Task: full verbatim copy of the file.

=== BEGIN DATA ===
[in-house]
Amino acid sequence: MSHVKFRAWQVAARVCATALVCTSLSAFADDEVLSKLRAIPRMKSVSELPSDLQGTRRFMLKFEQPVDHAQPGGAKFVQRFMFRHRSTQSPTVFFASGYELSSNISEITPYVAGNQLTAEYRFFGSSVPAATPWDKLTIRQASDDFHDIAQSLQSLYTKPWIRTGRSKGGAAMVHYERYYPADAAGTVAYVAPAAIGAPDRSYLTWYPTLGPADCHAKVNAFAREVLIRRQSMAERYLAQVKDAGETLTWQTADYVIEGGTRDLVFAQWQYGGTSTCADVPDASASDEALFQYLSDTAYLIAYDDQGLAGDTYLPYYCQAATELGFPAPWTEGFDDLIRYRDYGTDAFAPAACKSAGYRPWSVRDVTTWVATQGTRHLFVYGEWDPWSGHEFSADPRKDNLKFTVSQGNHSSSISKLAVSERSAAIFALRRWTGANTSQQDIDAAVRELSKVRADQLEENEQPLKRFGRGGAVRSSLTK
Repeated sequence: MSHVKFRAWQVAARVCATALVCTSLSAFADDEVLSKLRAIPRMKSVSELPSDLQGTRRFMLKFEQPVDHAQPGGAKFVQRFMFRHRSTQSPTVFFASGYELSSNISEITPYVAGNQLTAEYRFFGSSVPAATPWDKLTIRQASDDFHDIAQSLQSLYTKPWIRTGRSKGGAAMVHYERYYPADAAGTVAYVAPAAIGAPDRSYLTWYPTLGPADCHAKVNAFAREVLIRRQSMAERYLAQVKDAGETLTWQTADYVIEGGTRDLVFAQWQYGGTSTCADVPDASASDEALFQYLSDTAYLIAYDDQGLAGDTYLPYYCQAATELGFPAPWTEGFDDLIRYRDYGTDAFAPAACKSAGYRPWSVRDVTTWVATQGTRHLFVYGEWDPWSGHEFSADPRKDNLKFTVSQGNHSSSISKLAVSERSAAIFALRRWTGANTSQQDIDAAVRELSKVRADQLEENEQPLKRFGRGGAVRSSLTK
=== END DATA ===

[in-house]
Amino acid sequence: MSHVKFRAWQVAARVCATALVCTSLSAFADDEVLSKLRAIPRMKSVSELPSDLQGTRRFMLKFEQPVDHAQPGGAKFVQRFMFRHRSTQSPTVFFASGYELSSNISEITPYVAGNQLTAEYRFFGSSVPAATPWDKLTIRQASDDFHDIAQSLQSLYTKPWIRTGRSKGGAAMVHYERYYPADAAGTVAYVAPAAIGAPDRSYLTWYPTLGPADCHAKVNAFAREVLIRRQSMAERYLAQVKDAGETLTWQTADYVIEGGTRDLVFAQWQYGGTSTCADVPDASASDEALFQYLSDTAYLIAYDDQGLAGDTYLPYYCQAATELGFPAPWTEGFDDLIRYRDYGTDAFAPAACKSAGYRPWSVRDVTTWVATQGTRHLFVYGEWDPWSGHEFSADPRKDNLKFTVSQGNHSSSISKLAVSERSAAIFALRRWTGANTSQQDIDAAVRELSKVRADQLEENEQPLKRFGRGGAVRSSLTK
Repeated sequence: MSHVKFRAWQVAARVCATALVCTSLSAFADDEVLSKLRAIPRMKSVSELPSDLQGTRRFMLKFEQPVDHAQPGGAKFVQRFMFRHRSTQSPTVFFASGYELSSNISEITPYVAGNQLTAEYRFFGSSVPAATPWDKLTIRQASDDFHDIAQSLQSLYTKPWIRTGRSKGGAAMVHYERYYPADAAGTVAYVAPAAIGAPDRSYLTWYPTLGPADCHAKVNAFAREVLIRRQSMAERYLAQVKDAGETLTWQTADYVIEGGTRDLVFAQWQYGGTSTCADVPDASASDEALFQYLSDTAYLIAYDDQGLAGDTYLPYYCQAATELGFPAPWTEGFDDLIRYRDYGTDAFAPAACKSAGYRPWSVRDVTTWVATQGTRHLFVYGEWDPWSGHEFSADPRKDNLKFTVSQGNHSSSISKLAVSERSAAIFALRRWTGANTSQQDIDAAVRELSKVRADQLEENEQPLKRFGRGGAVRSSLTK